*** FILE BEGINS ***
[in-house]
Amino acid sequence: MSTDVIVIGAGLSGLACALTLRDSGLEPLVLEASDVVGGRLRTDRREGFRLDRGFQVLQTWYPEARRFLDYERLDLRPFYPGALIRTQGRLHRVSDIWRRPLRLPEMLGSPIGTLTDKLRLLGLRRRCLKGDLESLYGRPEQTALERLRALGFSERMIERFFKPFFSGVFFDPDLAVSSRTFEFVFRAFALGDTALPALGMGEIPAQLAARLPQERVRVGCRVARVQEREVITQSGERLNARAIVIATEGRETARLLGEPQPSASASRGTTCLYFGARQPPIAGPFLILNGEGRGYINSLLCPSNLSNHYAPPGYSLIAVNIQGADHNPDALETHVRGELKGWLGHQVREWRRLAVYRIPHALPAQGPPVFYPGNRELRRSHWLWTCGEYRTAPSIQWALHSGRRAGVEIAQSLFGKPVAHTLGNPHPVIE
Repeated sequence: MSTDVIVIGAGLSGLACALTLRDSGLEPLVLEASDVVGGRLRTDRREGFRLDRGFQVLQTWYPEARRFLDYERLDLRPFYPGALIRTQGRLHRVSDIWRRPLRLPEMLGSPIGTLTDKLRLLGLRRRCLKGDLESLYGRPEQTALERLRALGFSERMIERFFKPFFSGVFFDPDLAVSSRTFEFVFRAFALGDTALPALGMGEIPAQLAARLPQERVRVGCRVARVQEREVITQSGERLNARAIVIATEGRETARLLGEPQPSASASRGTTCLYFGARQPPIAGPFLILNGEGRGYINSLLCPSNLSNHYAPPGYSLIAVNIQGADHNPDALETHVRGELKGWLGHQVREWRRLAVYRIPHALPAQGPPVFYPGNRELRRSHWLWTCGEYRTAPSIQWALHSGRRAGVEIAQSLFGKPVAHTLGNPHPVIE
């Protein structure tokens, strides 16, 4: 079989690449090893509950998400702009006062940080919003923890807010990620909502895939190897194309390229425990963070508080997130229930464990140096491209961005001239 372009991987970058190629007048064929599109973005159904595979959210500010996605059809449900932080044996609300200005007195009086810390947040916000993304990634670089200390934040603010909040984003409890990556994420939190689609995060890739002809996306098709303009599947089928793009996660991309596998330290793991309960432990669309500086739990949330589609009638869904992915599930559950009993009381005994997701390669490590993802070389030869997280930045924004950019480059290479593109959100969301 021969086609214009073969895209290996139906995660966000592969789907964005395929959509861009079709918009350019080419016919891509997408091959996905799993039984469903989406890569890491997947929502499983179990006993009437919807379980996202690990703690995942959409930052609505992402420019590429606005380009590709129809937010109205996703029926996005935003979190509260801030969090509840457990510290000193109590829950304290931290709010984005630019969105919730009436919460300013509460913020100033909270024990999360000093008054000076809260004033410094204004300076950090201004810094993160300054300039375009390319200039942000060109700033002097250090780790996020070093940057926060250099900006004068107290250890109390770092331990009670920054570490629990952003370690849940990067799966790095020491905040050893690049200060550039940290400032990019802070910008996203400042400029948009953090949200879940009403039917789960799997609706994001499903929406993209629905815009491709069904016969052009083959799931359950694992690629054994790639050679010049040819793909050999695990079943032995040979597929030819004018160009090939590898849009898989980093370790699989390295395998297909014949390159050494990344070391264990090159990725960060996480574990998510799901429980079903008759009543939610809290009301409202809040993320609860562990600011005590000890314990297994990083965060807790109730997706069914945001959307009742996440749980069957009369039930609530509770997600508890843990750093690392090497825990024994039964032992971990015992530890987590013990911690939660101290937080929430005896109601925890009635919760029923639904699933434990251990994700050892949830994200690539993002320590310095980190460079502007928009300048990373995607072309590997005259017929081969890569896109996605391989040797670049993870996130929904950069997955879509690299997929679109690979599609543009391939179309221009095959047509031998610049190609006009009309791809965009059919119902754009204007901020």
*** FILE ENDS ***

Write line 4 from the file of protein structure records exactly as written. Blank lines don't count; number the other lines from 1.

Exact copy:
């Protein structure tokens, strides 16, 4: 079989690449090893509950998400702009006062940080919003923890807010990620909502895939190897194309390229425990963070508080997130229930464990140096491209961005001239 372009991987970058190629007048064929599109973005159904595979959210500010996605059809449900932080044996609300200005007195009086810390947040916000993304990634670089200390934040603010909040984003409890990556994420939190689609995060890739002809996306098709303009599947089928793009996660991309596998330290793991309960432990669309500086739990949330589609009638869904992915599930559950009993009381005994997701390669490590993802070389030869997280930045924004950019480059290479593109959100969301 021969086609214009073969895209290996139906995660966000592969789907964005395929959509861009079709918009350019080419016919891509997408091959996905799993039984469903989406890569890491997947929502499983179990006993009437919807379980996202690990703690995942959409930052609505992402420019590429606005380009590709129809937010109205996703029926996005935003979190509260801030969090509840457990510290000193109590829950304290931290709010984005630019969105919730009436919460300013509460913020100033909270024990999360000093008054000076809260004033410094204004300076950090201004810094993160300054300039375009390319200039942000060109700033002097250090780790996020070093940057926060250099900006004068107290250890109390770092331990009670920054570490629990952003370690849940990067799966790095020491905040050893690049200060550039940290400032990019802070910008996203400042400029948009953090949200879940009403039917789960799997609706994001499903929406993209629905815009491709069904016969052009083959799931359950694992690629054994790639050679010049040819793909050999695990079943032995040979597929030819004018160009090939590898849009898989980093370790699989390295395998297909014949390159050494990344070391264990090159990725960060996480574990998510799901429980079903008759009543939610809290009301409202809040993320609860562990600011005590000890314990297994990083965060807790109730997706069914945001959307009742996440749980069957009369039930609530509770997600508890843990750093690392090497825990024994039964032992971990015992530890987590013990911690939660101290937080929430005896109601925890009635919760029923639904699933434990251990994700050892949830994200690539993002320590310095980190460079502007928009300048990373995607072309590997005259017929081969890569896109996605391989040797670049993870996130929904950069997955879509690299997929679109690979599609543009391939179309221009095959047509031998610049190609006009009309791809965009059919119902754009204007901020």